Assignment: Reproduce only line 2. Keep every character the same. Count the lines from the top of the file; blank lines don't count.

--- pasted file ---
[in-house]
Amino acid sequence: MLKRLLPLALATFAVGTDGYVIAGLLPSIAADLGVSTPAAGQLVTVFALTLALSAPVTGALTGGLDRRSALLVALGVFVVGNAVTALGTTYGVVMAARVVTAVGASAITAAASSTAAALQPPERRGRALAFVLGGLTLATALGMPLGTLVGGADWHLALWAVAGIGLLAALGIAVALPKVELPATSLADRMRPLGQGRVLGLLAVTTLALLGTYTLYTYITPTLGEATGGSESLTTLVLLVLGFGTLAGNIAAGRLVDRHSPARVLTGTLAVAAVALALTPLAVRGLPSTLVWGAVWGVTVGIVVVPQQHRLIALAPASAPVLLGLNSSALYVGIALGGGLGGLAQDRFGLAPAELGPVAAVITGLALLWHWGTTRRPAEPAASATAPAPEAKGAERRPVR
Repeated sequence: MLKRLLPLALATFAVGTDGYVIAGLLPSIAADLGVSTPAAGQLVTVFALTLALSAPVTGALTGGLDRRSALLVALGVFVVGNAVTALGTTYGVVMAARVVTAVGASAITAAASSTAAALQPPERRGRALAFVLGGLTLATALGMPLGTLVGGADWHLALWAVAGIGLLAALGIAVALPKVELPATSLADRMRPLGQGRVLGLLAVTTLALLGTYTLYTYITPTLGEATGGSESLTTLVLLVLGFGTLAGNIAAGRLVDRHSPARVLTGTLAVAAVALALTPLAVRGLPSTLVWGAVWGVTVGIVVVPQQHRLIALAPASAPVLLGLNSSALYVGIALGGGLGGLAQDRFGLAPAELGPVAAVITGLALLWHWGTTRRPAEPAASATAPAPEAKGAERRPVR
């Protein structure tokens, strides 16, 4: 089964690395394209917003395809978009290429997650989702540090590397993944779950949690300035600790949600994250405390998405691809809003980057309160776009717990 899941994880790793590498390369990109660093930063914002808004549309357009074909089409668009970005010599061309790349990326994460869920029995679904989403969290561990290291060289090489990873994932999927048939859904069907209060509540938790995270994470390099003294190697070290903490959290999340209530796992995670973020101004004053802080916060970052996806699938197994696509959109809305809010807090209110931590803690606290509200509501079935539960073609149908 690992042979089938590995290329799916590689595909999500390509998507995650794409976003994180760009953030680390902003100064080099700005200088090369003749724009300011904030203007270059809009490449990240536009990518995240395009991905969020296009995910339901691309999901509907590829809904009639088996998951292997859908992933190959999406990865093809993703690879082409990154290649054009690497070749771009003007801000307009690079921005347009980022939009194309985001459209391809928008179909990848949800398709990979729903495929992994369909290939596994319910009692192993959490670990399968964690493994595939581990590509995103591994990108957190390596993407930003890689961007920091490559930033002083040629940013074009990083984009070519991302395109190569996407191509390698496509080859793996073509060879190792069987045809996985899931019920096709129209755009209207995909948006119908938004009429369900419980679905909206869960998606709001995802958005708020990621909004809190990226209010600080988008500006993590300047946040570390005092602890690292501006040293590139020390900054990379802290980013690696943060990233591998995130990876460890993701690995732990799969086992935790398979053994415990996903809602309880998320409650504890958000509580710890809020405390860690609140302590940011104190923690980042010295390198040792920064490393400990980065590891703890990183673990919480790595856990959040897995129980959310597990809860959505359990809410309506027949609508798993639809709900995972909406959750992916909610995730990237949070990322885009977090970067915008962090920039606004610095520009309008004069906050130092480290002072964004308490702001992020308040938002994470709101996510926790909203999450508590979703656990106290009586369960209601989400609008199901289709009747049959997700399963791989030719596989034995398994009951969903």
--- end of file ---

Amino acid sequence: MLKRLLPLALATFAVGTDGYVIAGLLPSIAADLGVSTPAAGQLVTVFALTLALSAPVTGALTGGLDRRSALLVALGVFVVGNAVTALGTTYGVVMAARVVTAVGASAITAAASSTAAALQPPERRGRALAFVLGGLTLATALGMPLGTLVGGADWHLALWAVAGIGLLAALGIAVALPKVELPATSLADRMRPLGQGRVLGLLAVTTLALLGTYTLYTYITPTLGEATGGSESLTTLVLLVLGFGTLAGNIAAGRLVDRHSPARVLTGTLAVAAVALALTPLAVRGLPSTLVWGAVWGVTVGIVVVPQQHRLIALAPASAPVLLGLNSSALYVGIALGGGLGGLAQDRFGLAPAELGPVAAVITGLALLWHWGTTRRPAEPAASATAPAPEAKGAERRPVR